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Humanist Archives: Nov. 22, 2018, 6:44 a.m. Humanist 32.214 - the psychoanalysis of everyday computing?

                  Humanist Discussion Group, Vol. 32, No. 214.
            Department of Digital Humanities, King's College London
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        Date: 2018-11-22 06:36:53+00:00
        From: Willard McCarty 
        Subject: the psychoanalysis of everyday computing

Jamieson Webster's fine essay, "The Psychopharmacology of Everyday 
Life"*, in the latest New York Review of Books, is (in my 
psychoanalytically untutored view) well worth reading -- troubling 
reading, of course. It has led me to wonder where and how computing in 
general, and computationally aided enquiry specifically, fit into our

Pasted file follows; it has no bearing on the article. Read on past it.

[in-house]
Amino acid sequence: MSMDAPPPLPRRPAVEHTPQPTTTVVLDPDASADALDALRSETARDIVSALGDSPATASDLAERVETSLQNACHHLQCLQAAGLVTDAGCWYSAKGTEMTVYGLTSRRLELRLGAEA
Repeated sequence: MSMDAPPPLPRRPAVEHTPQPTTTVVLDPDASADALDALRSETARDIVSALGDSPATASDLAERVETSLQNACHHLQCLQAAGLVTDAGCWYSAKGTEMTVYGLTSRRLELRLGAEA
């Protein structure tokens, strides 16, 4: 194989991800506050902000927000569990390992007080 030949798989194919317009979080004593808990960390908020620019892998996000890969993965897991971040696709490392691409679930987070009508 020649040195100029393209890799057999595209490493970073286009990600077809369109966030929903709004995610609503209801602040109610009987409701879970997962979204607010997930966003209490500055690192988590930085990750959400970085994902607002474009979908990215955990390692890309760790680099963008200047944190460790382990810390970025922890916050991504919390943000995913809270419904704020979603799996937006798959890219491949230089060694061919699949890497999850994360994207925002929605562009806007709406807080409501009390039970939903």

psychic lives and vice versa. As the 'intuitive' interface is 
naturalised and so becomes intuitive, we let it (the right one) in, and 
it becomes our intimate familiar. These days, thanks to the loosening of 
strictures on rationality and the hugely increased attention to 
intuition, with Kahneman's Thinking Fast and Slow on the one hand and 
Gigerenzer's Gut Feelings on the other, it would seem time to look into 
the channel between the digital, combinatorial machine and our wetware's 
psyche. So my usual question: has anyone thought about this, looked into 
it, written about it?

I don't mean (although the subject is interesting) the worries that 
appear in print about the dangers of 'screen time'. I mean what is 
happening to our ways of reasoning and to other cognitive processes 
through the unguarded (if it is) back door. Would not a better 
understanding of this help us understand so much more about what we 
computing humanists are doing -- or not doing, and should?



Willard McCarty (www.mccarty.org.uk/),
Professor emeritus, Department of Digital Humanities, King's College London;
Adjunct Professor, Western Sydney University; Editor, Interdisciplinary 
Science Reviews (www.tandfonline.com/loi/yisr20) and Humanist 

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